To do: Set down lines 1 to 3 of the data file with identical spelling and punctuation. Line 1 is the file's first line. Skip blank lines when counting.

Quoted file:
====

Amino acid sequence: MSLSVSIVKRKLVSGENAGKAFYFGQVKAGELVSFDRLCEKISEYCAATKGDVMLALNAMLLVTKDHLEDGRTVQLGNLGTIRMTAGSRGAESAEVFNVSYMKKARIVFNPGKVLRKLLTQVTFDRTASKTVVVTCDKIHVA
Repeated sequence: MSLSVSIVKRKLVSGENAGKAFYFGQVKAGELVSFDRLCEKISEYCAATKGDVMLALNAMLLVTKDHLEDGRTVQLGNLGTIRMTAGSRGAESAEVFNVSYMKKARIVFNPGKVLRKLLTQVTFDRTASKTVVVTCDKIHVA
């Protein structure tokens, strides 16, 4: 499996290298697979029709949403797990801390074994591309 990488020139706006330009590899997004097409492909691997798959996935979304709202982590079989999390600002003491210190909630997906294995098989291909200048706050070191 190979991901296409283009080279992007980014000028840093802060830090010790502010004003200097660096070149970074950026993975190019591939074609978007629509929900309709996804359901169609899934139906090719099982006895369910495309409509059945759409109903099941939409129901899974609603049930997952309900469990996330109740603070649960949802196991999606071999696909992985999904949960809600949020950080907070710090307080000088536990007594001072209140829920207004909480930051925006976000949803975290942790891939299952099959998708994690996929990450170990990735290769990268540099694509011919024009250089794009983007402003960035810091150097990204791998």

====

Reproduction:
Amino acid sequence: MSLSVSIVKRKLVSGENAGKAFYFGQVKAGELVSFDRLCEKISEYCAATKGDVMLALNAMLLVTKDHLEDGRTVQLGNLGTIRMTAGSRGAESAEVFNVSYMKKARIVFNPGKVLRKLLTQVTFDRTASKTVVVTCDKIHVA
Repeated sequence: MSLSVSIVKRKLVSGENAGKAFYFGQVKAGELVSFDRLCEKISEYCAATKGDVMLALNAMLLVTKDHLEDGRTVQLGNLGTIRMTAGSRGAESAEVFNVSYMKKARIVFNPGKVLRKLLTQVTFDRTASKTVVVTCDKIHVA
């Protein structure tokens, strides 16, 4: 499996290298697979029709949403797990801390074994591309 990488020139706006330009590899997004097409492909691997798959996935979304709202982590079989999390600002003491210190909630997906294995098989291909200048706050070191 190979991901296409283009080279992007980014000028840093802060830090010790502010004003200097660096070149970074950026993975190019591939074609978007629509929900309709996804359901169609899934139906090719099982006895369910495309409509059945759409109903099941939409129901899974609603049930997952309900469990996330109740603070649960949802196991999606071999696909992985999904949960809600949020950080907070710090307080000088536990007594001072209140829920207004909480930051925006976000949803975290942790891939299952099959998708994690996929990450170990990735290769990268540099694509011919024009250089794009983007402003960035810091150097990204791998």